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design solutions


Newcastle reinvents its Boiler House


The university has turned its boiler room into a high-quality events space for congregations, receptions, musical performance, exhibitions and award ceremonies


T


HE King’s Road Boiler House is strategically located at the heart of Newcastle University’s historic


campus, adjacent to the Student’s Union, Armstrong Building and Student Forum. The Boiler House was acknowledged as being “the finest in the kingdom” of its kind when completed in 1923. Originally built to house the university


boilers, and with enough space to expand as the University developed and the estate grew, the university’s decision to demolish the adjacent Museum of Antiquities to create the Student Forum in 2012 - an open public square at the centre of campus for students and staff - led to a greater focus on the surrounding buildings and landscaping. This resulted in the redevelopment and reimagining of the Boiler House and its surrounding landscaping into a high-quality events space for congregations’ receptions, musical performance, exhibitions and award ceremonies. The £2m project has involved the


restoration of the building’s exterior and a full internal refurbishment of the eastern half of the building, using high quality design and materials.


The Boiler House is not a listed


building but its proximity to the main facade of the Grade II listed Armstrong Building, lends to it being considered part of the historic setting of this building. Howard Litchfield was appointed as


architect in 2016, through the project managers, Turner and Townsend to work with the University’s Estate Support Service (ESS) to develop the project. Howarth Litchfield’s brief was to convert the redundant half of the Boiler House building into a large multi-purpose events space, which, when combined with the recently completed ground floor refurbishment works within the adjacent Armstrong Building and its internal courtyard, would form a processional route through the University for ceremonial events. Howarth Litchfield’s appointment


involved providing architectural, building surveying and conservation services in coordination with ESS to develop the proposals further through to developed design and technical design, as well as the preparation and submission of all planning and building regulation applications. The team was also involved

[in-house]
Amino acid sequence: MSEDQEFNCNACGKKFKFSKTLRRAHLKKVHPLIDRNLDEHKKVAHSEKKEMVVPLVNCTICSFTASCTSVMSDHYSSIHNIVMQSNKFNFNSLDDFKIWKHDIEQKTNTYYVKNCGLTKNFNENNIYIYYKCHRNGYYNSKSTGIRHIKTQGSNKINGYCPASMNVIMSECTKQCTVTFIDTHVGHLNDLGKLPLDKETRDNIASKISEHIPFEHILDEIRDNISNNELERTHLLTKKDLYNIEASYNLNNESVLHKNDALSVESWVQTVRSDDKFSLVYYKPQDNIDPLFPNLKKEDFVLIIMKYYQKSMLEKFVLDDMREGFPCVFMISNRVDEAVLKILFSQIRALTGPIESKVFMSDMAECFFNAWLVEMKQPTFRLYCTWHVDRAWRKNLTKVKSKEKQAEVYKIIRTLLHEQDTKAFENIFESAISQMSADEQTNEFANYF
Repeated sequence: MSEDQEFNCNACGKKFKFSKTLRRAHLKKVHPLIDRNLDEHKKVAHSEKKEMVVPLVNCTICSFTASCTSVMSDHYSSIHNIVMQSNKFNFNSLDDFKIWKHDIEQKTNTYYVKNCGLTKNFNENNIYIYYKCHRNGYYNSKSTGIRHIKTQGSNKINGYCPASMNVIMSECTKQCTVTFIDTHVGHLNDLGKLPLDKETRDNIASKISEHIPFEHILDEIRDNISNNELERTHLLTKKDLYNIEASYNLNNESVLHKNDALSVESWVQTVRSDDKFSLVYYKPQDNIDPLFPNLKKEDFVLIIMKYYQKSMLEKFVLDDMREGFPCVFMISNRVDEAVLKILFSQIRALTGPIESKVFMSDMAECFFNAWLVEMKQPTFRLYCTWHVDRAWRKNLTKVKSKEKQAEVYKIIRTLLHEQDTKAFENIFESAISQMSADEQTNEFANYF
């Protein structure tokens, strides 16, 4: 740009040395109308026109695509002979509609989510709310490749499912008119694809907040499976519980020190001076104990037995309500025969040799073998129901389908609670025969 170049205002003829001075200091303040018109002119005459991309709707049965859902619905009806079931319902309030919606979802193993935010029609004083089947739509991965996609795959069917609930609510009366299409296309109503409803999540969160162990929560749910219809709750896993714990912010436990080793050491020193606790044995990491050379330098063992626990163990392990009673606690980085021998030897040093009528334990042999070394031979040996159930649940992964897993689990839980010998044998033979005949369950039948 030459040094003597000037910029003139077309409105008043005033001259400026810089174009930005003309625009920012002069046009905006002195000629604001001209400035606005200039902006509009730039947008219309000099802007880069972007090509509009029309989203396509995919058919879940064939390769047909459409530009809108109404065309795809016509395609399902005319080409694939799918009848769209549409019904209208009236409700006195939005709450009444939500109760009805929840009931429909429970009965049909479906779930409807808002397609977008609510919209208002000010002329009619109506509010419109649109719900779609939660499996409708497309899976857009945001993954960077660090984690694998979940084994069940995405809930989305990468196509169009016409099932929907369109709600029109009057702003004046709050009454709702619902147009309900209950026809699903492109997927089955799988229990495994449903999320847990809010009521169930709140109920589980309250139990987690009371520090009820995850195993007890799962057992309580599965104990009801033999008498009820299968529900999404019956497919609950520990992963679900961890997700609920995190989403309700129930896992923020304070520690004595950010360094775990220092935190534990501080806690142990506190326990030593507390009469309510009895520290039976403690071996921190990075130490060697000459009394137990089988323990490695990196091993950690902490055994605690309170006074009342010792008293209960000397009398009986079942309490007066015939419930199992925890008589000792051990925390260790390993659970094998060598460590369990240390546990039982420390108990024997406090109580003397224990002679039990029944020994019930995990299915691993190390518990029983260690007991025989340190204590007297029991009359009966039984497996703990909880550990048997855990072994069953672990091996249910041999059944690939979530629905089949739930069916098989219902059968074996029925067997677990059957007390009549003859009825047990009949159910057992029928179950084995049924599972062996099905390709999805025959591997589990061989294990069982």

Newcastle University’s Boiler House Image: Jill Tate


Original sky lights since replaced during the refurbishment


Full height curtain wall


replacing the original windows Image: Jill Tate


Original boiler house following strip out


in the preparation of the tender documents and remained part of the project team throughout the duration of the construction works on site, dealing with contractor’s queries on a day to day basis until completion of the works. The project evolved through the design


stages as the university defined the use of the building. This resulted in Howarth Litchfield


undertaking further building condition surveys of the external fabric of the building to assess and schedule the extent of repair works required by the principal contractor. Before starting the contract works, the


diversion of an existing high voltage below ground cable also had to be accommodated into the building contract which meant that works in the construction programme had to be re-sequenced to avoid delaying key milestone events in


20 highereducationestates


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